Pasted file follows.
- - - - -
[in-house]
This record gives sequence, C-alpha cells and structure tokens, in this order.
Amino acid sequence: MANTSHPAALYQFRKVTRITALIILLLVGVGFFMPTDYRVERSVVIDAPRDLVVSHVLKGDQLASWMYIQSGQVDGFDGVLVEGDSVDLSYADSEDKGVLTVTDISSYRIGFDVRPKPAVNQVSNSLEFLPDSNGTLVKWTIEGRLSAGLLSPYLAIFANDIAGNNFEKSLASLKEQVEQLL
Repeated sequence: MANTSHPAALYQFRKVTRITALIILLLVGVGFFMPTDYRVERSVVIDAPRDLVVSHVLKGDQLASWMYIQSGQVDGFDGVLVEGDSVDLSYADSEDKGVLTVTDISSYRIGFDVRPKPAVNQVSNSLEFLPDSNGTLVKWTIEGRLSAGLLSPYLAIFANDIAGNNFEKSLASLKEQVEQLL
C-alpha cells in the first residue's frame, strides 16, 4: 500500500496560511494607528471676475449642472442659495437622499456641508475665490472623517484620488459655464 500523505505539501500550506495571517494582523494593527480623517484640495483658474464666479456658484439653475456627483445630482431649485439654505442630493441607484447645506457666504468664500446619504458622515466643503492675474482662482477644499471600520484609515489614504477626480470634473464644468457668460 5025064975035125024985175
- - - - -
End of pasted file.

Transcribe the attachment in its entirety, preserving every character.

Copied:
[in-house]
This record gives sequence, C-alpha cells and structure tokens, in this order.
Amino acid sequence: MANTSHPAALYQFRKVTRITALIILLLVGVGFFMPTDYRVERSVVIDAPRDLVVSHVLKGDQLASWMYIQSGQVDGFDGVLVEGDSVDLSYADSEDKGVLTVTDISSYRIGFDVRPKPAVNQVSNSLEFLPDSNGTLVKWTIEGRLSAGLLSPYLAIFANDIAGNNFEKSLASLKEQVEQLL
Repeated sequence: MANTSHPAALYQFRKVTRITALIILLLVGVGFFMPTDYRVERSVVIDAPRDLVVSHVLKGDQLASWMYIQSGQVDGFDGVLVEGDSVDLSYADSEDKGVLTVTDISSYRIGFDVRPKPAVNQVSNSLEFLPDSNGTLVKWTIEGRLSAGLLSPYLAIFANDIAGNNFEKSLASLKEQVEQLL
C-alpha cells in the first residue's frame, strides 16, 4: 500500500496560511494607528471676475449642472442659495437622499456641508475665490472623517484620488459655464 500523505505539501500550506495571517494582523494593527480623517484640495483658474464666479456658484439653475456627483445630482431649485439654505442630493441607484447645506457666504468664500446619504458622515466643503492675474482662482477644499471600520484609515489614504477626480470634473464644468457668460 5025064975035125024985175